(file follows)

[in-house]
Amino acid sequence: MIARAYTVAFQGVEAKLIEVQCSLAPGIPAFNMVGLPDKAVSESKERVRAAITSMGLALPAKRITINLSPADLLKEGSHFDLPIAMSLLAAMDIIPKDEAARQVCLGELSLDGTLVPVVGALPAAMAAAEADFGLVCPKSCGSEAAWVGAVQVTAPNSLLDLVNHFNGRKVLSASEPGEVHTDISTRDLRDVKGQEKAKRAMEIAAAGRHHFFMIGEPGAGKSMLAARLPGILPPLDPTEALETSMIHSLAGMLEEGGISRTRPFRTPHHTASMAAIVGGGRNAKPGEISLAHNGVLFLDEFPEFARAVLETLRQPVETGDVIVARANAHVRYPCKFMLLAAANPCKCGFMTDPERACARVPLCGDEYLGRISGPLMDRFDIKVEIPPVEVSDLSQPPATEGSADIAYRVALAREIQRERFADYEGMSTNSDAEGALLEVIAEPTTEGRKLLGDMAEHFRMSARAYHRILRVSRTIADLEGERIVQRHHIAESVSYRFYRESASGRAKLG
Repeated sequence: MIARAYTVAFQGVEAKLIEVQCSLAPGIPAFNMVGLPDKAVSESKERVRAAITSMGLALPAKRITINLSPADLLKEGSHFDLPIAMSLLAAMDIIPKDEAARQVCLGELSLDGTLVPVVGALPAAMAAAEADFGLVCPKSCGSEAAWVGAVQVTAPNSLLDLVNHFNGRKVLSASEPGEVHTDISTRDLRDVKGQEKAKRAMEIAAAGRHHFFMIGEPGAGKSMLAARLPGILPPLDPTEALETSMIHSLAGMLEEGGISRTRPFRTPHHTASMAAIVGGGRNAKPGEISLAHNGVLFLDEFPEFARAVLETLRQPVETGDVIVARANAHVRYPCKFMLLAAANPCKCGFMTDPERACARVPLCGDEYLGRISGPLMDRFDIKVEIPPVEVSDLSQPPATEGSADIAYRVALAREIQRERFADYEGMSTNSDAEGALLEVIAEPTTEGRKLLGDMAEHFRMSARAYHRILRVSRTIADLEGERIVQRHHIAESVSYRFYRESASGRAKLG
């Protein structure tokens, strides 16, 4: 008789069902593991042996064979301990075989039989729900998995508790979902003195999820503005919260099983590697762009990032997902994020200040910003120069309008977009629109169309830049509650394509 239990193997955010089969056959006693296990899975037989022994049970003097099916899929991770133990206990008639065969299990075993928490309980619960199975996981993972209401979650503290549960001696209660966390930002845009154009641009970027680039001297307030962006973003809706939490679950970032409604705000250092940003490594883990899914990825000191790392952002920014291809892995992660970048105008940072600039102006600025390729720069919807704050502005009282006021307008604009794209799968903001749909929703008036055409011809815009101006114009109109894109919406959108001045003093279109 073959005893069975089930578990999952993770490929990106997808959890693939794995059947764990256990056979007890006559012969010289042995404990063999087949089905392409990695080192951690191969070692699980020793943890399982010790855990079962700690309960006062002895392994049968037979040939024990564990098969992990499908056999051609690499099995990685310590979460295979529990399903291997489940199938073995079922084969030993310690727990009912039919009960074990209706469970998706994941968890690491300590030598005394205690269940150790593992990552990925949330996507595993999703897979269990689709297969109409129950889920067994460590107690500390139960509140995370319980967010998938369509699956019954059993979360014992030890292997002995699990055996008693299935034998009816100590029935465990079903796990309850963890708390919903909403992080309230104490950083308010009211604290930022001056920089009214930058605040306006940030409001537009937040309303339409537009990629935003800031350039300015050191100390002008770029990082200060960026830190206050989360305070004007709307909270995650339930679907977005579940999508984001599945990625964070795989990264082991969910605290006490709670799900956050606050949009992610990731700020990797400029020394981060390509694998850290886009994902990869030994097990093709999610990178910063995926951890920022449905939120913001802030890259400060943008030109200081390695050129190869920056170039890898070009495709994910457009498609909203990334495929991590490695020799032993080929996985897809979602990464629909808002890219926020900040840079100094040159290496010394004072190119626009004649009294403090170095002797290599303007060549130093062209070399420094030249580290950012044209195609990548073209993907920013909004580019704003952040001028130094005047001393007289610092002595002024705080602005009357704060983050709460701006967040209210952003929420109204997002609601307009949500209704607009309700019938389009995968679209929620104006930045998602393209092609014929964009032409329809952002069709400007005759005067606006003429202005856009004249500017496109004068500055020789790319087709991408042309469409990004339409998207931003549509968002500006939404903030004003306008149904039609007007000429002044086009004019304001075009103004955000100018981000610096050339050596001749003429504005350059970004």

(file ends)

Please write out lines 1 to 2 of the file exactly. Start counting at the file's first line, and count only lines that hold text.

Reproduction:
[in-house]
Amino acid sequence: MIARAYTVAFQGVEAKLIEVQCSLAPGIPAFNMVGLPDKAVSESKERVRAAITSMGLALPAKRITINLSPADLLKEGSHFDLPIAMSLLAAMDIIPKDEAARQVCLGELSLDGTLVPVVGALPAAMAAAEADFGLVCPKSCGSEAAWVGAVQVTAPNSLLDLVNHFNGRKVLSASEPGEVHTDISTRDLRDVKGQEKAKRAMEIAAAGRHHFFMIGEPGAGKSMLAARLPGILPPLDPTEALETSMIHSLAGMLEEGGISRTRPFRTPHHTASMAAIVGGGRNAKPGEISLAHNGVLFLDEFPEFARAVLETLRQPVETGDVIVARANAHVRYPCKFMLLAAANPCKCGFMTDPERACARVPLCGDEYLGRISGPLMDRFDIKVEIPPVEVSDLSQPPATEGSADIAYRVALAREIQRERFADYEGMSTNSDAEGALLEVIAEPTTEGRKLLGDMAEHFRMSARAYHRILRVSRTIADLEGERIVQRHHIAESVSYRFYRESASGRAKLG